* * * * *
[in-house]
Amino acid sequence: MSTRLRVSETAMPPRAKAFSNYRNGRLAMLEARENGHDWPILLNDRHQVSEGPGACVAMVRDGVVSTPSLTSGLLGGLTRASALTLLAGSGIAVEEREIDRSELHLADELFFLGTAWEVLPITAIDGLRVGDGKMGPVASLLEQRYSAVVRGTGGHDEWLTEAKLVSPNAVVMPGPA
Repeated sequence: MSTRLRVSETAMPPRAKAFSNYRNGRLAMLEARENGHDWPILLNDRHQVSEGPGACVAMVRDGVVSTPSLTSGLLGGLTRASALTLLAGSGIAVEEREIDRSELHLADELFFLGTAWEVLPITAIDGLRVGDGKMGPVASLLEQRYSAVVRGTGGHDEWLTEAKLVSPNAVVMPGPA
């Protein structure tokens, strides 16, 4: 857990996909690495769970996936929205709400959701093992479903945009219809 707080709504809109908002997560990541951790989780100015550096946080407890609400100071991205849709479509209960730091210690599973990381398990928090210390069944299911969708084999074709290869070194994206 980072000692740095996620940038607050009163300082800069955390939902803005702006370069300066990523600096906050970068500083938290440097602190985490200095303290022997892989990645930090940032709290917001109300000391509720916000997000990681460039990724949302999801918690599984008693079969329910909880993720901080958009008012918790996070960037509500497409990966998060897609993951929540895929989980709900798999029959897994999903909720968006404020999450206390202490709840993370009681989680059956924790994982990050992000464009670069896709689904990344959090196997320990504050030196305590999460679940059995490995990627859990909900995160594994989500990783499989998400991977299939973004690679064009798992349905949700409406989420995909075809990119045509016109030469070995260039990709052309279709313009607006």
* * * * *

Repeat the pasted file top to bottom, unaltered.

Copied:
[in-house]
Amino acid sequence: MSTRLRVSETAMPPRAKAFSNYRNGRLAMLEARENGHDWPILLNDRHQVSEGPGACVAMVRDGVVSTPSLTSGLLGGLTRASALTLLAGSGIAVEEREIDRSELHLADELFFLGTAWEVLPITAIDGLRVGDGKMGPVASLLEQRYSAVVRGTGGHDEWLTEAKLVSPNAVVMPGPA
Repeated sequence: MSTRLRVSETAMPPRAKAFSNYRNGRLAMLEARENGHDWPILLNDRHQVSEGPGACVAMVRDGVVSTPSLTSGLLGGLTRASALTLLAGSGIAVEEREIDRSELHLADELFFLGTAWEVLPITAIDGLRVGDGKMGPVASLLEQRYSAVVRGTGGHDEWLTEAKLVSPNAVVMPGPA
């Protein structure tokens, strides 16, 4: 857990996909690495769970996936929205709400959701093992479903945009219809 707080709504809109908002997560990541951790989780100015550096946080407890609400100071991205849709479509209960730091210690599973990381398990928090210390069944299911969708084999074709290869070194994206 980072000692740095996620940038607050009163300082800069955390939902803005702006370069300066990523600096906050970068500083938290440097602190985490200095303290022997892989990645930090940032709290917001109300000391509720916000997000990681460039990724949302999801918690599984008693079969329910909880993720901080958009008012918790996070960037509500497409990966998060897609993951929540895929989980709900798999029959897994999903909720968006404020999450206390202490709840993370009681989680059956924790994982990050992000464009670069896709689904990344959090196997320990504050030196305590999460679940059995490995990627859990909900995160594994989500990783499989998400991977299939973004690679064009798992349905949700409406989420995909075809990119045509016109030469070995260039990709052309279709313009607006």